Announcement

Collapse
No announcement yet.

Painting in cooler temperatures

Collapse
X
  • Filter
  • Time
  • Show
Clear All
new posts

  • Painting in cooler temperatures

    I'd like to be able to paint some wooden windows but with the cooler weather I'm not sure it will be worth the effort. Most exterior latex paint says you can apply the paint if the temperature is above 50F. We are getting highs of 50 to 60F (10 to 15C) but at night the temperatures are going as low as 36F (2C). Am I compromising the quality of my work? I am interested in hearing your experiences.
    Andrew

  • #2
    Re: Painting in cooler temperatures

    I don't like painting anything under 55-60. Especially when I know it could be wet or freeze. I've done it because I had to and have had it go both ways. Have had it wash off, freeze, and even sag. And I've done it also with no problems.

    I would go with the manufacture and your paint supplier for your area.

    shup

    Comment


    • #3
      Re: Painting in cooler temperatures

      A number of years ago, probably about '96 or '97, Sherwin Williams had a paint that could be applied to surfaces in the 40s. I used it on a porch and never had a call back so maybe it worked. Come to think about it I never got a call for any more work from the customer so maybe it didn't.

      For woodworking reasons I have both a moisture meter and an Infrared Thermometer. I use one or both, when necessary, to determine if the exterior material falls within the manufacturers established parameters for painting.

      -Tom

      Comment


      • #4
        Re: Painting in cooler temperatures

        Originally posted by Tom W View Post
        A number of years ago, probably about '96 or '97, Sherwin Williams had a paint that could be applied to surfaces in the 40s. I used it on a porch and never had a call back so maybe it worked. Come to think about it I never got a call for any more work from the customer so maybe it didn't.

        For woodworking reasons I have both a moisture meter and an Infrared Thermometer. I use one or both, when necessary, to determine if the exterior material falls within the manufacturers established parameters for painting.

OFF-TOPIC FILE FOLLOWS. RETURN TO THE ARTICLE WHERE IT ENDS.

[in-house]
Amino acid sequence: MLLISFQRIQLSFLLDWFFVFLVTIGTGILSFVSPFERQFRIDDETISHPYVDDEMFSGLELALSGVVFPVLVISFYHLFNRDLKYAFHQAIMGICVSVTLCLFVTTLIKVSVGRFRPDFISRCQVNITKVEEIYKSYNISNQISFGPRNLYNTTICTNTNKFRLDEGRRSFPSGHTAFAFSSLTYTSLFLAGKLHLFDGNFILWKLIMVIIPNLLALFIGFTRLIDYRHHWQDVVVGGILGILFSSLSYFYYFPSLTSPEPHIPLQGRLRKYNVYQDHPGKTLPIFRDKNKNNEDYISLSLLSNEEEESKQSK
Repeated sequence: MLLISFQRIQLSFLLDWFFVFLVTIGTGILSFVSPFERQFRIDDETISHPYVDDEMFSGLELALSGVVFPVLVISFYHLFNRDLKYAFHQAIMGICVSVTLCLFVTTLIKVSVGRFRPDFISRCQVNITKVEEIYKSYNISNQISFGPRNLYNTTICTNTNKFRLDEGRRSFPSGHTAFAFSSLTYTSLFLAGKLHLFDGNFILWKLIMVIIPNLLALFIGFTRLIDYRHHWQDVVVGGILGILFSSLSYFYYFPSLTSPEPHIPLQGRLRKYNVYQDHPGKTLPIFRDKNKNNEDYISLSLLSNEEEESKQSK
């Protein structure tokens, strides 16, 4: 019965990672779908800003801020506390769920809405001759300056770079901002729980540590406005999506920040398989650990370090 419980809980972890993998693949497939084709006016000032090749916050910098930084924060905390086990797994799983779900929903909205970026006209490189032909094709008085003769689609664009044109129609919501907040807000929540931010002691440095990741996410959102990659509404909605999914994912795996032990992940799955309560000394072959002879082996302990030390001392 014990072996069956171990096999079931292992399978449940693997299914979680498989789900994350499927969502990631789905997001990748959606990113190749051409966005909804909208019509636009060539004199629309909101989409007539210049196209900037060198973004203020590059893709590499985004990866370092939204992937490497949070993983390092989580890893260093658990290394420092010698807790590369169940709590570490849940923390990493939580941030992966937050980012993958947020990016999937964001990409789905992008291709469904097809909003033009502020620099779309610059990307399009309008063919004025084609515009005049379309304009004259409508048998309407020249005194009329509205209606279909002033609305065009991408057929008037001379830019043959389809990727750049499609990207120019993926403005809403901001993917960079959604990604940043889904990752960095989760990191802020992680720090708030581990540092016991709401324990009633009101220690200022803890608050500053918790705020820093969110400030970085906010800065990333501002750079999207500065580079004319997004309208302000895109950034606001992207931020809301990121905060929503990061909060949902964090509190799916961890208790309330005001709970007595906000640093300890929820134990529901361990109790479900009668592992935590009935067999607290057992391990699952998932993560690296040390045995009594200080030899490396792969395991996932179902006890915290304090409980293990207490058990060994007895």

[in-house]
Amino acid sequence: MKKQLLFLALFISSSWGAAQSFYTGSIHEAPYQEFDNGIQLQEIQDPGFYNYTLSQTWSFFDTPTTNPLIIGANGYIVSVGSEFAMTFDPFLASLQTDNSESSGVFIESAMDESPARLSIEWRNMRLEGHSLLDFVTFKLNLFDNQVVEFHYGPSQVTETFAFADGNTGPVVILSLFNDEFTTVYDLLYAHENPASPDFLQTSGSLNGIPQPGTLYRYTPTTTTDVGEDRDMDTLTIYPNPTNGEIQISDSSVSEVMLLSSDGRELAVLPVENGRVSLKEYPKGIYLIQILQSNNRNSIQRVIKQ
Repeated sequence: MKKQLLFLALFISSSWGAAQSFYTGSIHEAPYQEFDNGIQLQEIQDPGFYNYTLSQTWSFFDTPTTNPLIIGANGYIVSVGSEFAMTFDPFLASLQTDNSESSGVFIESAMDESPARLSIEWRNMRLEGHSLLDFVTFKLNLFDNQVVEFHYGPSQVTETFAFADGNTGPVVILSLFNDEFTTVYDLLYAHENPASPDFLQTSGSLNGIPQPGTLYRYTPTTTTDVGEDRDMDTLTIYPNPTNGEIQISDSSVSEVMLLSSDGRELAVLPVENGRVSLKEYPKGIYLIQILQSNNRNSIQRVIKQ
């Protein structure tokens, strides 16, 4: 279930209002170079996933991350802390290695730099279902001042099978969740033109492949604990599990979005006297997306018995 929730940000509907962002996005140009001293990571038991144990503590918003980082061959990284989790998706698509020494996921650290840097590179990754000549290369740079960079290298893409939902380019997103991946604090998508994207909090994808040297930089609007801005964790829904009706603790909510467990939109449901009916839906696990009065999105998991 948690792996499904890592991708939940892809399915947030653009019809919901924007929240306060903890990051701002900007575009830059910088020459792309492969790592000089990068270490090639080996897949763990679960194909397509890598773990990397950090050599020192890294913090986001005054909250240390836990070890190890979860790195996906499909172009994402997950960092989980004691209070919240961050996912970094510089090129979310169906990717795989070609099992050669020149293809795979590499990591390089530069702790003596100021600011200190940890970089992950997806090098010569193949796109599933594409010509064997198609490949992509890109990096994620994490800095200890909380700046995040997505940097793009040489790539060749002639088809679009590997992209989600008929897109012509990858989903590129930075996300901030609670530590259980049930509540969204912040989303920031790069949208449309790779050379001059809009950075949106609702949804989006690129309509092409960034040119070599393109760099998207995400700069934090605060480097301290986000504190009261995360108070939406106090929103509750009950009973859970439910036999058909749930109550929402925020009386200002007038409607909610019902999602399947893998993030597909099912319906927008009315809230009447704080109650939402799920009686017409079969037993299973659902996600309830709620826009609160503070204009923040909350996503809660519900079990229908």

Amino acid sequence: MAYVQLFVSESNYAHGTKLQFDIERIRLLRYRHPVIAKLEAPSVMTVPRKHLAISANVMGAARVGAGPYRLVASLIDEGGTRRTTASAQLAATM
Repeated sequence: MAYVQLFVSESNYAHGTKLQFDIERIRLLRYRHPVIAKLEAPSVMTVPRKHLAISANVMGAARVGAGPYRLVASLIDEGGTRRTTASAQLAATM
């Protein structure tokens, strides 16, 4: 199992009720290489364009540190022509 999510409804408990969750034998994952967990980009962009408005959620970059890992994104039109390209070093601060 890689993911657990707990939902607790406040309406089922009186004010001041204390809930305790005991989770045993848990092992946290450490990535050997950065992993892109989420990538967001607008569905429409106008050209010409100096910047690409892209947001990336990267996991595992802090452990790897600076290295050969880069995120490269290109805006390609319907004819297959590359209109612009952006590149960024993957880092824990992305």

-Tom
        I worked there and it was good down to 35 degrees in fact is was called low temp 35. Most painters down this way would still use regular paint at 50 degree weather but make sure you get all the painting done so it has a few hours in the higher temp of the day.

        Comment


        • #5
          Re: Painting in cooler temperatures

          I thought I recalled 35 degrees but that seemed too low a temperature.

          Was the stuff any good?

          Tom

          Comment


          • #6
            Re: Painting in cooler temperatures

            The quality is comparable with the retail mid grade,15 year paint, A-100.

            Comment


            • #7
              Re: Painting in cooler temperatures

              I have painted the inside of walk in coolers (33-40) with oil based paints(Rustolium, or Ben Moore Industrial), just takes about a full day and a hlaf to dry.

              Comment


              • #8
                Re: Painting in cooler temperatures

                Originally posted by TozziWelding View Post
                I have painted the inside of walk in coolers (33-40) with oil based paints(Rustolium, or Ben Moore Industrial), just takes about a full day and a hlaf to dry.
                The problem he is inquiring about is painting with Latex(water based) in temps under 50 degrees. The paint can freeze or frost due to the water.
                Oil based paints dry based on heat and humidity, so while a freezer might be cold it is not humid and as long as the temp is above the freezing point for the oil based paint then you will not see the issue you would with latex.

                Comment

                Working...
                X